Horst Miracle Probes for Wastewater Tanks in Recreational Vehicles RVs
I have read quite a bit about them on other forums, but have no 1st hand experience..... yet.
Then there is the "gold standard" SeeLeveL Gauges by Garnet Instruments Ltd. - RV Applications
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Old 02-25-2015, 12:38 PM   #34
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...I should contact the guy that did the videos and encourage him to do the experiments with 4 of the KiB bolts in the tank, and see how or if they foul.
I would like to see that.
I enjoy his vids and have watched most all of them. Not perfect analogs in many ways, but still very interesting and I think they do a decent job of showing what is going on.
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Old 02-25-2015, 01:11 PM   #35
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FW28Z, here the supposed answer for RV tanks
I doubt that it would be quite as reliable as the external capacitance type, but these are supposed to be the answer to replace the screw probes in an rv tank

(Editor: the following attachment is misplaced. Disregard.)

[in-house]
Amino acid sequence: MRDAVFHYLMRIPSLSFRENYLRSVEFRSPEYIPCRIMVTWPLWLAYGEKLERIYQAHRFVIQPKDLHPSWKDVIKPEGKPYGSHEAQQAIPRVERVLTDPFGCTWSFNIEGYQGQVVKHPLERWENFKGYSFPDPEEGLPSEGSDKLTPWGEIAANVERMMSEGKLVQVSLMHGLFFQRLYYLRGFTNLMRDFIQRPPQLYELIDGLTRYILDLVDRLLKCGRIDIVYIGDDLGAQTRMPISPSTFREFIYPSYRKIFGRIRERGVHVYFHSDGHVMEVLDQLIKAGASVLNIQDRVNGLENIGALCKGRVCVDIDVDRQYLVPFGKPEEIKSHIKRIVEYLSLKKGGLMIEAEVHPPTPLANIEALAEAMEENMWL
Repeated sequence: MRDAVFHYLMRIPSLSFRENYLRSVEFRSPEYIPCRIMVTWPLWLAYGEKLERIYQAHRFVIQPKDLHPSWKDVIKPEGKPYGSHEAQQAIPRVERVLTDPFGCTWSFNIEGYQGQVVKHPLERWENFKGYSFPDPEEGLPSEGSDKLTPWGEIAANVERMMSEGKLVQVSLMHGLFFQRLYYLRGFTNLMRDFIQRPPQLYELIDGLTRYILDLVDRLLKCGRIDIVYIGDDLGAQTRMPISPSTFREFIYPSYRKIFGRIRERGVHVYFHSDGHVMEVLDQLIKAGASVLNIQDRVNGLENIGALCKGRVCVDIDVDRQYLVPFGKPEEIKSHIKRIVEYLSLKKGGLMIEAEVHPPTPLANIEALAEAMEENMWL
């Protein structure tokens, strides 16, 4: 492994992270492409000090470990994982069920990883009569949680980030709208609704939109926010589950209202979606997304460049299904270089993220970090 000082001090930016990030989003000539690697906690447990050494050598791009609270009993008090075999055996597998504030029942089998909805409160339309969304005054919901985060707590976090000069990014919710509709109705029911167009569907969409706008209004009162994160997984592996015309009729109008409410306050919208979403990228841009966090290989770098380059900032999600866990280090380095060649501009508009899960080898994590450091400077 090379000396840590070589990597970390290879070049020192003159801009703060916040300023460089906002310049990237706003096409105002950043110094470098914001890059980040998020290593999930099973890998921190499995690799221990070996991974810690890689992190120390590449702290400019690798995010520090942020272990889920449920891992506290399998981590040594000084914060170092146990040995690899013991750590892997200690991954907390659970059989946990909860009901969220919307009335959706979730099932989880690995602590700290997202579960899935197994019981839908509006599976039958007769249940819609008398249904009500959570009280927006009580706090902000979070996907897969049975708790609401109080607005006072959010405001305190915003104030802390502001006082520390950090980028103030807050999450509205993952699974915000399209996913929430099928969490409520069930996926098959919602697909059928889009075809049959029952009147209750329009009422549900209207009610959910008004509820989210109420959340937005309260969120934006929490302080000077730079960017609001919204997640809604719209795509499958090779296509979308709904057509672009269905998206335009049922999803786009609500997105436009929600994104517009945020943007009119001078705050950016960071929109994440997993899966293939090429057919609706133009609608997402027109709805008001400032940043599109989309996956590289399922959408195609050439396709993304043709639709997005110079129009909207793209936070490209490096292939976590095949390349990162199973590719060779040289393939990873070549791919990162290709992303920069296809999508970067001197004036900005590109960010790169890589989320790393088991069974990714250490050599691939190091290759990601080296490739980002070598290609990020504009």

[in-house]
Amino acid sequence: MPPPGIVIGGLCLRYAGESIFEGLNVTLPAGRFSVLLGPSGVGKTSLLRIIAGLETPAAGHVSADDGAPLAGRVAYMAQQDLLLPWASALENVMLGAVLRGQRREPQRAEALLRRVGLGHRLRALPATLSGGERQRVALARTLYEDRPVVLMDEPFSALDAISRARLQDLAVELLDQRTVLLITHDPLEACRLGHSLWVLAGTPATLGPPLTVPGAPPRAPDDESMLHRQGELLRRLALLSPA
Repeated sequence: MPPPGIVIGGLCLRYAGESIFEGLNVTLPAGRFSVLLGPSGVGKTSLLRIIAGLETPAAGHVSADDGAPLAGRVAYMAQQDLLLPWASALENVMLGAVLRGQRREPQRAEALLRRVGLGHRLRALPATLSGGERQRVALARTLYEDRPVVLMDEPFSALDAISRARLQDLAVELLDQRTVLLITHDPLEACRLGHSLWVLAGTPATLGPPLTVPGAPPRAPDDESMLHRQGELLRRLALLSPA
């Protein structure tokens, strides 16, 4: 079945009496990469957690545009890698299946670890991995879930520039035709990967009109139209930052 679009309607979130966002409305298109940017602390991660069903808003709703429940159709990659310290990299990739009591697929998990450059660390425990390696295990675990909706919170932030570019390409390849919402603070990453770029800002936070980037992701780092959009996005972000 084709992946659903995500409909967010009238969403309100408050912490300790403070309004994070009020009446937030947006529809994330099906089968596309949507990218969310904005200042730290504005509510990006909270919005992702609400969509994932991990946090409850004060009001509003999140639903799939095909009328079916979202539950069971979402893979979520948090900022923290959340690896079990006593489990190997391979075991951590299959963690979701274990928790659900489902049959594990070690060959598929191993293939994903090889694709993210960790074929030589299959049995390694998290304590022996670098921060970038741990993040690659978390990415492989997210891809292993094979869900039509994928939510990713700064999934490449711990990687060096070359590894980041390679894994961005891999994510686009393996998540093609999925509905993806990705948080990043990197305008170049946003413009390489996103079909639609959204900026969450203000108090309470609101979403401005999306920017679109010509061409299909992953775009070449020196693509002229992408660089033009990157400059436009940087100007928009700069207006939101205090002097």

Horst Miracle Probes for Wastewater Tanks in Recreational Vehicles RVs
I have read quite a bit about them on other forums, but have no 1st hand experience..... yet.
Then there is the "gold standard" SeeLeveL Gauges by Garnet Instruments Ltd. - RV Applications
Two boats ago, I had this type of tank sensor:



It was an in-tank sensor with a capacitive monitor consisting of two wires running down the tube. After two years or so, the one in the black tank had quit working, and when I took it out to look at it, the entire probe was discolored, and looked like it had burned. Of course, it was from the tank contents, and probably a chemical burn. It was not an electrical issue.

I never had a problem with the fresh water tank sensor. Again, I am sure there is some very nasty stuff in the black tank once the organic matter starts mixing with the tank chemicals.